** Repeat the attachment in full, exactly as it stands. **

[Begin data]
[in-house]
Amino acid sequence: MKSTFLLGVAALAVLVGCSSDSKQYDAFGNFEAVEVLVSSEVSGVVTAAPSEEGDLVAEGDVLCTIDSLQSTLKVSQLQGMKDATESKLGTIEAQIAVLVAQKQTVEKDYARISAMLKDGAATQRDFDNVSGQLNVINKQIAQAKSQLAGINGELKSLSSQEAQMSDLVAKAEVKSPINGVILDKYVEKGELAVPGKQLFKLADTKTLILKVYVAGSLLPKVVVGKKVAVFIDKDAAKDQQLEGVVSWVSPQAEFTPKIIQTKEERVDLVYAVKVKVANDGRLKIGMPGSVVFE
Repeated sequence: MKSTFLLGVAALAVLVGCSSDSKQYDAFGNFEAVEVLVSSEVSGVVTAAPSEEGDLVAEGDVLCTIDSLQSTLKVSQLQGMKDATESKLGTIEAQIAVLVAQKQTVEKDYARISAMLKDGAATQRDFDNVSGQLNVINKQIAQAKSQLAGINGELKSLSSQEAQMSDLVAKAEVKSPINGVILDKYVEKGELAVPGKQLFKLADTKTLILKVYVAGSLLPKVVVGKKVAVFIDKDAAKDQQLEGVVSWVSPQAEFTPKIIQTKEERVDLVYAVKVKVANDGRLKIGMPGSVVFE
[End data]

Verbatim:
[in-house]
Amino acid sequence: MKSTFLLGVAALAVLVGCSSDSKQYDAFGNFEAVEVLVSSEVSGVVTAAPSEEGDLVAEGDVLCTIDSLQSTLKVSQLQGMKDATESKLGTIEAQIAVLVAQKQTVEKDYARISAMLKDGAATQRDFDNVSGQLNVINKQIAQAKSQLAGINGELKSLSSQEAQMSDLVAKAEVKSPINGVILDKYVEKGELAVPGKQLFKLADTKTLILKVYVAGSLLPKVVVGKKVAVFIDKDAAKDQQLEGVVSWVSPQAEFTPKIIQTKEERVDLVYAVKVKVANDGRLKIGMPGSVVFE
Repeated sequence: MKSTFLLGVAALAVLVGCSSDSKQYDAFGNFEAVEVLVSSEVSGVVTAAPSEEGDLVAEGDVLCTIDSLQSTLKVSQLQGMKDATESKLGTIEAQIAVLVAQKQTVEKDYARISAMLKDGAATQRDFDNVSGQLNVINKQIAQAKSQLAGINGELKSLSSQEAQMSDLVAKAEVKSPINGVILDKYVEKGELAVPGKQLFKLADTKTLILKVYVAGSLLPKVVVGKKVAVFIDKDAAKDQQLEGVVSWVSPQAEFTPKIIQTKEERVDLVYAVKVKVANDGRLKIGMPGSVVFE